TOKYO - Oil futures rose for a fifth day, rising to their highest in almost six weeks, on optimism that OPEC and other producing countries may agree to extend output cuts to support prices.
Brent was up 31 cents, or 0.5%, at $62.90 a barrel by 0544 GMT, while U.S. West Texas Intermediate (WTI) futures were 32 cents, or 0.6%, higher at $58.17 a barrel.
Brent earlier climbed to its highest since Aug. 1, while U.S. crude rose to the highest since July 31.
WTI gained more than 2% on Monday, while Brent finished the day 1.7% higher as the market reacted positively to the appointment by Saudi Arabia's king of his son, Prince Abdulaziz bin Salman, as energy minister on Sunday.
Prince Abdulaziz, a long-time member of the Saudi delegation to the Organization of the Petroleum Exporting Countries (OPEC), said the pillars of Saudi Arabia's policy would not change and a global deal to cut oil production by 1.2 million barrels per day would be maintained.
He added that the so-called OPEC+ alliance, made up of OPEC and non-OPEC producers including Russia, would be in place for the long term.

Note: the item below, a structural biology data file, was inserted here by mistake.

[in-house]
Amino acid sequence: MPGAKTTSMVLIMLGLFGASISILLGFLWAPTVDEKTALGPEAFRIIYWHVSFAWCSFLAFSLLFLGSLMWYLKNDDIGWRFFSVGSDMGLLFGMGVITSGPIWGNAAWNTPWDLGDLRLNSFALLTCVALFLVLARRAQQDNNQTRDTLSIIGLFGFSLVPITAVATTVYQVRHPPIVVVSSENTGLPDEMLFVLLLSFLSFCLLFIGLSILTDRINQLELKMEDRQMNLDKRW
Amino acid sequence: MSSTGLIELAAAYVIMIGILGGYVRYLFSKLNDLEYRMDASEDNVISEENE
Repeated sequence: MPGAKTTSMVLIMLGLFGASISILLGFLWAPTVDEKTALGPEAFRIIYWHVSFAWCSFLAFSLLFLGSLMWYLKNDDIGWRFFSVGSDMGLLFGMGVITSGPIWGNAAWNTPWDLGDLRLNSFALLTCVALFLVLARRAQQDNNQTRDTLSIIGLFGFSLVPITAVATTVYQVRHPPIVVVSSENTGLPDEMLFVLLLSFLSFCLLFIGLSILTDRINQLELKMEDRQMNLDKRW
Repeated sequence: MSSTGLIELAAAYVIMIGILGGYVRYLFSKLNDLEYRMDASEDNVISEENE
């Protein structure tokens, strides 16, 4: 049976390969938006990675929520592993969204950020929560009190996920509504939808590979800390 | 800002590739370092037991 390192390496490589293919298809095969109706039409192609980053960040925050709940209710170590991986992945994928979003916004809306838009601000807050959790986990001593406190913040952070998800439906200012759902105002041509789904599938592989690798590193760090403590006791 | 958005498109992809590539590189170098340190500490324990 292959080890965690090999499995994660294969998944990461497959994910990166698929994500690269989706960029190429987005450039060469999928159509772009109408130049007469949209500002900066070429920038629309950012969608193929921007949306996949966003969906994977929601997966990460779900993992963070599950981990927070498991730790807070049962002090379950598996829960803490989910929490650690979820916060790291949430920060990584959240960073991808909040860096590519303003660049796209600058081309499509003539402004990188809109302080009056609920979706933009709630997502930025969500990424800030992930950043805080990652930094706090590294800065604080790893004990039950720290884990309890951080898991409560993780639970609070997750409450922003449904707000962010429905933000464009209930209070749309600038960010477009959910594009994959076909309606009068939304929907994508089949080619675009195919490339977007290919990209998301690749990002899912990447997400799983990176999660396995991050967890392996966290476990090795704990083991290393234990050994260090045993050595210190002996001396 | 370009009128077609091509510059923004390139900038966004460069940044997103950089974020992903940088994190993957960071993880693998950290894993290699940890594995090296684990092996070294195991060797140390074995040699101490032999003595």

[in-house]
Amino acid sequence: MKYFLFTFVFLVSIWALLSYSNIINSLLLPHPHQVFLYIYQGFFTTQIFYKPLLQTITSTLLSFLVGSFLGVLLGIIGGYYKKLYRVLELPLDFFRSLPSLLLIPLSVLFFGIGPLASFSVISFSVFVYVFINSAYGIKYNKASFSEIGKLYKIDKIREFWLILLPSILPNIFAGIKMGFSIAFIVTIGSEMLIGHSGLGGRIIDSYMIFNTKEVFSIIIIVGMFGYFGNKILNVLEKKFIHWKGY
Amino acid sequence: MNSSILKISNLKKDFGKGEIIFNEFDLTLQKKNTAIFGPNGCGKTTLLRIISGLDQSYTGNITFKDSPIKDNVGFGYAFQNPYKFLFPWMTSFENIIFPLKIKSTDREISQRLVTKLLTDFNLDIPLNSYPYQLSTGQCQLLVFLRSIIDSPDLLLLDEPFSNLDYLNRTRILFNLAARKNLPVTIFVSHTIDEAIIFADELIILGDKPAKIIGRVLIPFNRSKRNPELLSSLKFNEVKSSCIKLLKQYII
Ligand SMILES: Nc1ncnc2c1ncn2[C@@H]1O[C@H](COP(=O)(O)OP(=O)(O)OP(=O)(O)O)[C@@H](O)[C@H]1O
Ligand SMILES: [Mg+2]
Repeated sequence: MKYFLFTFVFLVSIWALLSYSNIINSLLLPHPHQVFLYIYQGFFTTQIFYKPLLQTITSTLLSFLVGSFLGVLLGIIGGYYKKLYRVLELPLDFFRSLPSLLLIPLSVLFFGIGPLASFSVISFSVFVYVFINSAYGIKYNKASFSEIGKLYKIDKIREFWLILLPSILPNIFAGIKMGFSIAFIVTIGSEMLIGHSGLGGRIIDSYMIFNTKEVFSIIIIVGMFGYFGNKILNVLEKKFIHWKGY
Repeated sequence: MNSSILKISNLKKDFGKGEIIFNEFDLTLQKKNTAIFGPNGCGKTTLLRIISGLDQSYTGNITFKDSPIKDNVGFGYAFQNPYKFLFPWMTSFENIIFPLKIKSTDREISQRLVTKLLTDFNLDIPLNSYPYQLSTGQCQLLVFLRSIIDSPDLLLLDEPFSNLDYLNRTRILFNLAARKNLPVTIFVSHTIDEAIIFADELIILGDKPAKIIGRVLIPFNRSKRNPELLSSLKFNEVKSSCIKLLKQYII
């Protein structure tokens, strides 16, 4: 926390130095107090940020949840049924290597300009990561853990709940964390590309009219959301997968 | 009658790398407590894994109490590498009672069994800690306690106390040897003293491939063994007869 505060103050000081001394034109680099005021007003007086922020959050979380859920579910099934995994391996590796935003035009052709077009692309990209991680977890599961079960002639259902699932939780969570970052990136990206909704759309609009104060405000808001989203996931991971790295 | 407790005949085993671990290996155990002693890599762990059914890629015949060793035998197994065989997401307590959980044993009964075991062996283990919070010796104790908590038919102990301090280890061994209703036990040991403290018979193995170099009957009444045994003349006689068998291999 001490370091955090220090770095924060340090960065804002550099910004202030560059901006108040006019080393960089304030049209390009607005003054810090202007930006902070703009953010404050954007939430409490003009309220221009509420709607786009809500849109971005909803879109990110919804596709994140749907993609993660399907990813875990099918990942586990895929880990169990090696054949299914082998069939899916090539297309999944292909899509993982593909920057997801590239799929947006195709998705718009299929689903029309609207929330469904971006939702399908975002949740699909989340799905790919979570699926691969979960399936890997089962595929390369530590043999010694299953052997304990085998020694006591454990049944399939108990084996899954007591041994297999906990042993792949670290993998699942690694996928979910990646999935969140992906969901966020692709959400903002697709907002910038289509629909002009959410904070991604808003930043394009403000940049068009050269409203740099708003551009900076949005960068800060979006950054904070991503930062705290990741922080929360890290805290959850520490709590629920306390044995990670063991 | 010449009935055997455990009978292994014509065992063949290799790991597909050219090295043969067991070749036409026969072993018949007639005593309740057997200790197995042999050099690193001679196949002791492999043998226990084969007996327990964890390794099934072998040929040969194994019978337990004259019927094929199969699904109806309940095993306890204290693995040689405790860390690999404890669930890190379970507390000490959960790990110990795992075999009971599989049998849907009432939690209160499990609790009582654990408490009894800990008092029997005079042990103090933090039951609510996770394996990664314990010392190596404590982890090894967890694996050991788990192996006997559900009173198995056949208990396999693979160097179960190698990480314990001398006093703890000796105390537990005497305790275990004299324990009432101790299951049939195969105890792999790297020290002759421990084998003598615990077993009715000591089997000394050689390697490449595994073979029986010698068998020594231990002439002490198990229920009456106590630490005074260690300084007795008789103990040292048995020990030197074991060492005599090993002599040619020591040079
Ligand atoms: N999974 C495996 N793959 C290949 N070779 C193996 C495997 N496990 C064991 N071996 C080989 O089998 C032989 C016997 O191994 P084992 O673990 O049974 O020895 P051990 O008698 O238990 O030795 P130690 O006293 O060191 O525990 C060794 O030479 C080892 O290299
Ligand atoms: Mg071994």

"It's a lot of market movement on some pretty strong speculation ... so maybe people are just excited that the Saudis are being pretty proactive on this front," said Phin Ziebell, senior economist at National Australia Bank, referring to hopes for an extension of the production cuts.
The OPEC+ joint ministerial monitoring committee (JMMC), which reports on compliance with the cuts, is due to meet on Thursday in Abu Dhabi.
There have been concerns about producers' adherence to the supply agreement as OPEC members Iraq and Nigeria, among others, exceeded their quota in August and Russia also did not fully comply as well.
"Markets will need to see concrete progress on the production front, even as the world's economy slows, to sustain gains," said Jeffrey Halley, senior market analyst at OANDA.
Should oil markets close higher on Tuesday it will be the longest run of gains since late July but headwinds remain as the U.S.-China trade war rumbles on.
Executives at the annual Asia Pacific Petroleum Conference said on Monday they expect oil prices this year to be pressured by uncertainties surrounding the global economy, the U.S.-China trade war and increasing U.S. supplies.
In the United States, crude stockpiles are likely to have fallen for a fourth consecutive week last week, a preliminary Reuters poll showed on Monday.
Five analysts polled by Reuters estimated, on average, that crude inventories fell 2.6 million barrels in the week to Sept 6.